My personal training clients in London are always asking what they should eat, and I encourage them to focus on their nutrition just as much as their exercise regime.
Here’s my list of 8 super-foods to keep the colds and flu at bay this winter:
Foods rich in vitamin C help boost your immune system. Oranges are a great choice, but also rich in vitamin C are blueberries, lemon juice and lime juice, which you can squeeze into a glass of water to drink between meals.
As well as being a great way to spice up your meals, ginger is a strong antiviral food, thanks to a group of chemicals called sesquiterpenes. You can also chew some raw ginger after a meal, as it helps with digestion.
3. Live natural yoghurt
The ‘good-bacteria’ in live natural yoghurt helps keep your gut healthy and aids digestion, and the better your digestion the more essential nutrients you will absorb into your system. No need to buy those expensive mini-bottles of live yoghurt, just get big tubs from the supermarket and have some at breakfast.
The more nutrients you absorb, the stronger your immune system will be.
Oily fish like salmon, sardines, mackerel, are rich in omega 3 fatty acids (part of the polyunsaturated fats group) which have many valuable roles in the body including help in the production and function of a special group of white blood cells known as NK cells (natural killer). NK cells hunt down and kill viruses in your lymphatic system.
The more NK cells you have, the more resistant you will be to colds & flu. So eat your oily fish, ideally 2 portions a week.
I recommend 3 brazil nuts a day. They’re extremely high in the trace mineral selenium, which strengthens your immune system. Don’t eat more than 3 a day as too many might keep you awake at night – a side effect of consuming excess selenium. A little goes a long way.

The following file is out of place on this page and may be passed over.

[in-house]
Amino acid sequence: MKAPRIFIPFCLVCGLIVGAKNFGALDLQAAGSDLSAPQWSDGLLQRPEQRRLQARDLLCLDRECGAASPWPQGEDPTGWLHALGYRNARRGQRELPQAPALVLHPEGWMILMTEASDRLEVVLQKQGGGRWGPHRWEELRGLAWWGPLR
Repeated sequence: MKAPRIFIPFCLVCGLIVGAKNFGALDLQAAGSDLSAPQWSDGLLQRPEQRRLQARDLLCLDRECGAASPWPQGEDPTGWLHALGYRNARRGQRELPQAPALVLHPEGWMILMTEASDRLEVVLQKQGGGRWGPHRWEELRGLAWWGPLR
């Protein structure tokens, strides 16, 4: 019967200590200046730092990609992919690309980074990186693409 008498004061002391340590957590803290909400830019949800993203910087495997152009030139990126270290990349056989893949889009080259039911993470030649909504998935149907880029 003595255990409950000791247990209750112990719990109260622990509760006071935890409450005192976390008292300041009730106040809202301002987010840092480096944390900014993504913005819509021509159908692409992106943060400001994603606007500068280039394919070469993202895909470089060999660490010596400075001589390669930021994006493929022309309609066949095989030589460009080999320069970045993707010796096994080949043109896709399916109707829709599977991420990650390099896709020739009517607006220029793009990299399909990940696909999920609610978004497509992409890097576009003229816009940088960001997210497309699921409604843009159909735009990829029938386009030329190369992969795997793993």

One of my personal training clients in Kensington had trouble sleeping, and I when I asked her to keep a detailed food diary, I discovered she snacked on brazil nuts before bed. After she cut down to 3 a day, in the morning, she slept much better.
Rich in zinc, manganese and vitamin E, pumpkin seeds are a great way to boost your immune system. Sprinkle some on your natural yoghurt at breakfast, or eat them as a snack between meals.
Organic chicken bone broth
Keep the carcass of an organic chicken and boil it up in a large pan of water, then simmer for an hour, topping up with boiling water from the kettle from time to time.
The bone marrow, cartilage, and collagen will all break down into the protein gelatin. Gelatin is rich in amino acids, calcium, phosphorus, sulphur and magnesium. All these nutrients will help boost your immune system.
When it’s simmered for an hour, drain the liquid into a large heat-proof bowl, allow to cool, and store in the fridge to use as a nutrient-rich stock, or drink as broth.
Garlic (and onions too) contain an immune-boosting compound called allicin, which boosts antibody response and helps the body fight microbes.
I advise my London personal training clients to keep a jar of crushed garlic in the fridge, and add it to whatever meal they’re cooking.
Dominic Londesborough is a personal trainer in London with over 12 years’ experience.